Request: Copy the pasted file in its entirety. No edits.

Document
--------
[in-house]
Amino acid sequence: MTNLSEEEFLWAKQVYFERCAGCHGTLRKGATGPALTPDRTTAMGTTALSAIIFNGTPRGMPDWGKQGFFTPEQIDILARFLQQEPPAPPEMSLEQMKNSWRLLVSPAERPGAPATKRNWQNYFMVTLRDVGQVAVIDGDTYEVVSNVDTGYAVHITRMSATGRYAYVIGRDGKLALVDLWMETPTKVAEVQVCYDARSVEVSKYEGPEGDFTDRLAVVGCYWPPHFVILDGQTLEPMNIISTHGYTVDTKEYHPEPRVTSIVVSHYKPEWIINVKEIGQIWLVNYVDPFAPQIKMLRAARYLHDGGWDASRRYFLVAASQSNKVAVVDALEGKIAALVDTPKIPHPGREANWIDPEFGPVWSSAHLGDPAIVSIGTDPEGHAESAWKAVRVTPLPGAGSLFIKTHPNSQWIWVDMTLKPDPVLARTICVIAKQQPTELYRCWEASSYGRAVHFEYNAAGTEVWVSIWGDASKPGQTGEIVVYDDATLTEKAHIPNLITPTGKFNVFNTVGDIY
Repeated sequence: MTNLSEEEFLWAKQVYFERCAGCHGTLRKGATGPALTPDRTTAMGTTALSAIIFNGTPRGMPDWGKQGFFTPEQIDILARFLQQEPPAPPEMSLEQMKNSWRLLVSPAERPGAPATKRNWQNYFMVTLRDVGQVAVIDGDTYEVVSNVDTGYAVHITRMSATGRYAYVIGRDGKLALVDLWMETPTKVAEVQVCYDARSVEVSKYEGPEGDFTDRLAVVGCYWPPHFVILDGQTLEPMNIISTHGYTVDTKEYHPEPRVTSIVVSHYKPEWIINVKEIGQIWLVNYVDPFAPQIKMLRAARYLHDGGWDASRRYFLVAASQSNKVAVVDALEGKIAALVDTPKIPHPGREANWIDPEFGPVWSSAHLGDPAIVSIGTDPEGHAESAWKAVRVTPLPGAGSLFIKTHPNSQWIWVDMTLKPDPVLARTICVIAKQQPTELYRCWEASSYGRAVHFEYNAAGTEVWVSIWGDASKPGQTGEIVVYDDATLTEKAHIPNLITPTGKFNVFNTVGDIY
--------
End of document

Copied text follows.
[in-house]
Amino acid sequence: MTNLSEEEFLWAKQVYFERCAGCHGTLRKGATGPALTPDRTTAMGTTALSAIIFNGTPRGMPDWGKQGFFTPEQIDILARFLQQEPPAPPEMSLEQMKNSWRLLVSPAERPGAPATKRNWQNYFMVTLRDVGQVAVIDGDTYEVVSNVDTGYAVHITRMSATGRYAYVIGRDGKLALVDLWMETPTKVAEVQVCYDARSVEVSKYEGPEGDFTDRLAVVGCYWPPHFVILDGQTLEPMNIISTHGYTVDTKEYHPEPRVTSIVVSHYKPEWIINVKEIGQIWLVNYVDPFAPQIKMLRAARYLHDGGWDASRRYFLVAASQSNKVAVVDALEGKIAALVDTPKIPHPGREANWIDPEFGPVWSSAHLGDPAIVSIGTDPEGHAESAWKAVRVTPLPGAGSLFIKTHPNSQWIWVDMTLKPDPVLARTICVIAKQQPTELYRCWEASSYGRAVHFEYNAAGTEVWVSIWGDASKPGQTGEIVVYDDATLTEKAHIPNLITPTGKFNVFNTVGDIY
Repeated sequence: MTNLSEEEFLWAKQVYFERCAGCHGTLRKGATGPALTPDRTTAMGTTALSAIIFNGTPRGMPDWGKQGFFTPEQIDILARFLQQEPPAPPEMSLEQMKNSWRLLVSPAERPGAPATKRNWQNYFMVTLRDVGQVAVIDGDTYEVVSNVDTGYAVHITRMSATGRYAYVIGRDGKLALVDLWMETPTKVAEVQVCYDARSVEVSKYEGPEGDFTDRLAVVGCYWPPHFVILDGQTLEPMNIISTHGYTVDTKEYHPEPRVTSIVVSHYKPEWIINVKEIGQIWLVNYVDPFAPQIKMLRAARYLHDGGWDASRRYFLVAASQSNKVAVVDALEGKIAALVDTPKIPHPGREANWIDPEFGPVWSSAHLGDPAIVSIGTDPEGHAESAWKAVRVTPLPGAGSLFIKTHPNSQWIWVDMTLKPDPVLARTICVIAKQQPTELYRCWEASSYGRAVHFEYNAAGTEVWVSIWGDASKPGQTGEIVVYDDATLTEKAHIPNLITPTGKFNVFNTVGDIY